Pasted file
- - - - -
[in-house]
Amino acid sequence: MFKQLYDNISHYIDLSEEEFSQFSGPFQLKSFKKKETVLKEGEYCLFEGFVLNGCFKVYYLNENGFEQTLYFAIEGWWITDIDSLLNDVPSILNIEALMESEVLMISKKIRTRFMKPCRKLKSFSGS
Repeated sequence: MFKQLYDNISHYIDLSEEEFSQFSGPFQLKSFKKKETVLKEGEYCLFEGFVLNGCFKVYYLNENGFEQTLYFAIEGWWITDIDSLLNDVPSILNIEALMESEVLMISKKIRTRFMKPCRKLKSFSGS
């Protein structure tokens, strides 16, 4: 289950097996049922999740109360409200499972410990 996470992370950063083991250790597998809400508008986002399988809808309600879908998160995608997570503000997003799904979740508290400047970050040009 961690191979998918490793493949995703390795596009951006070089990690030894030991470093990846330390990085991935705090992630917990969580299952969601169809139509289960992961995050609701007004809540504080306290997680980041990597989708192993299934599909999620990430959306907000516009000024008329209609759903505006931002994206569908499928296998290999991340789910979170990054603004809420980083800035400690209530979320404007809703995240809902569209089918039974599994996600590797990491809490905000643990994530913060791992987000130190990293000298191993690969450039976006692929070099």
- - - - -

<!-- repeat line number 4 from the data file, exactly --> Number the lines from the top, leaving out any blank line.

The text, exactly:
């Protein structure tokens, strides 16, 4: 289950097996049922999740109360409200499972410990 996470992370950063083991250790597998809400508008986002399988809808309600879908998160995608997570503000997003799904979740508290400047970050040009 961690191979998918490793493949995703390795596009951006070089990690030894030991470093990846330390990085991935705090992630917990969580299952969601169809139509289960992961995050609701007004809540504080306290997680980041990597989708192993299934599909999620990430959306907000516009000024008329209609759903505006931002994206569908499928296998290999991340789910979170990054603004809420980083800035400690209530979320404007809703995240809902569209089918039974599994996600590797990491809490905000643990994530913060791992987000130190990293000298191993690969450039976006692929070099």